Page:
A species once loss is lost forever. And when a species is affected, it also starts to affect other species. Thus each and every species has a particular function in an ecosystem. Some species can capture energy in various forms: for example they can produce organic material, contribute to the nutritive system of the ecosystem, control soil erosion, act as a protection from pollution of the atmosphere and regulate the climate. Ecosystems contribute to improving the production of resources, as for example, soil fertility, pollination of plants and decomposition of vegetables and animals. They also carry out real services such as: purifying the air and water, moderating the climate and controlling the rain or drought, and other environmental disasters. Obviously all these important functions are fundamental for human survival. The more varied the ecosystem is, i.e. the greater the biodiversity, the greater its resistance to environmental stress will be. Thus, biodiversity is like a large tank, from which humans can draw food, pharmaceutical products and even cosmetics.
Forests are the integral part of global sustainable development. The present day worldwide loss of forest is about the size of a football ground per minute with about 650 crore trees per year. But a fully grown tree can produce oxygen for 10 persons in a year. Then what is lost. According to the World Bank, more than 1.6 billion people depend on forests for their livelihoods with some 300 million living in them and deforestation accounts for up to 20 percent of the global greenhouse gas emissions that contribute to global warming. Forests cover one-third of the earth’s surface and are estimated to contain as much as two-third of all known terrestrial species.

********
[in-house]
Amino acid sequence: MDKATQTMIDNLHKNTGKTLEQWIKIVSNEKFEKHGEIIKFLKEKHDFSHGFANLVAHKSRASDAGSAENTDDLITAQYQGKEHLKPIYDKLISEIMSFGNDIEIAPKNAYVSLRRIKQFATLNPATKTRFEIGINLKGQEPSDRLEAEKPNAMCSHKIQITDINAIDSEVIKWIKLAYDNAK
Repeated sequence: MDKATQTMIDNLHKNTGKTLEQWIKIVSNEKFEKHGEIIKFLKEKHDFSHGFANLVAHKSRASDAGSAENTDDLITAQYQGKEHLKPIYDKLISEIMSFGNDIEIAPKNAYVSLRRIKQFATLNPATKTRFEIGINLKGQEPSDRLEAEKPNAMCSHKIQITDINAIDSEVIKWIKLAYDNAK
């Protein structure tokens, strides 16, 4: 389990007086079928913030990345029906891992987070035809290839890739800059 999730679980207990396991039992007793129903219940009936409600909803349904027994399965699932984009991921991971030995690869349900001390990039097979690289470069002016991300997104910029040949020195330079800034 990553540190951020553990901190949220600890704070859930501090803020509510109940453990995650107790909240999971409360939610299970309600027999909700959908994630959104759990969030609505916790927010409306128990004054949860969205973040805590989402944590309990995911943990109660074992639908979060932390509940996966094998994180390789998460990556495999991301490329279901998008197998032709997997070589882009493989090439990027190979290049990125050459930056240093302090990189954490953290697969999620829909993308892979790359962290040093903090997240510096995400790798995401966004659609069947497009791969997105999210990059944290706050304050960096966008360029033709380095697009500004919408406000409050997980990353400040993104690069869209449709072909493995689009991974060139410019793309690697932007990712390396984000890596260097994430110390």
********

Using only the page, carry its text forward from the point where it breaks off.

Forest ecosystems also provide a wide array of goods and services. In the last 8,000 years, about 45 per cent of the earth’s original forest cover has been converted. FAO estimated that forests provide habitats to about two-thirds of all species on earth. Hence, the conservation of forests offers important opportunities to protect biodiversity and mitigate climate change. Biodiversity is an “assurance” for life on our Planet, and therefore must be protected at all costs, because it is a universal heritage that can offer immediate advantages to human beings.
Once the French environmentalist Olivier Behra said, “fenced-off conservation areas detached from civilization won’t save endangered species on their own.” Preserving biodiversity and human development must go hand-in-hand. Once there was only a choice between development and conservation. But now we realize that we cannot separate these two words any longer.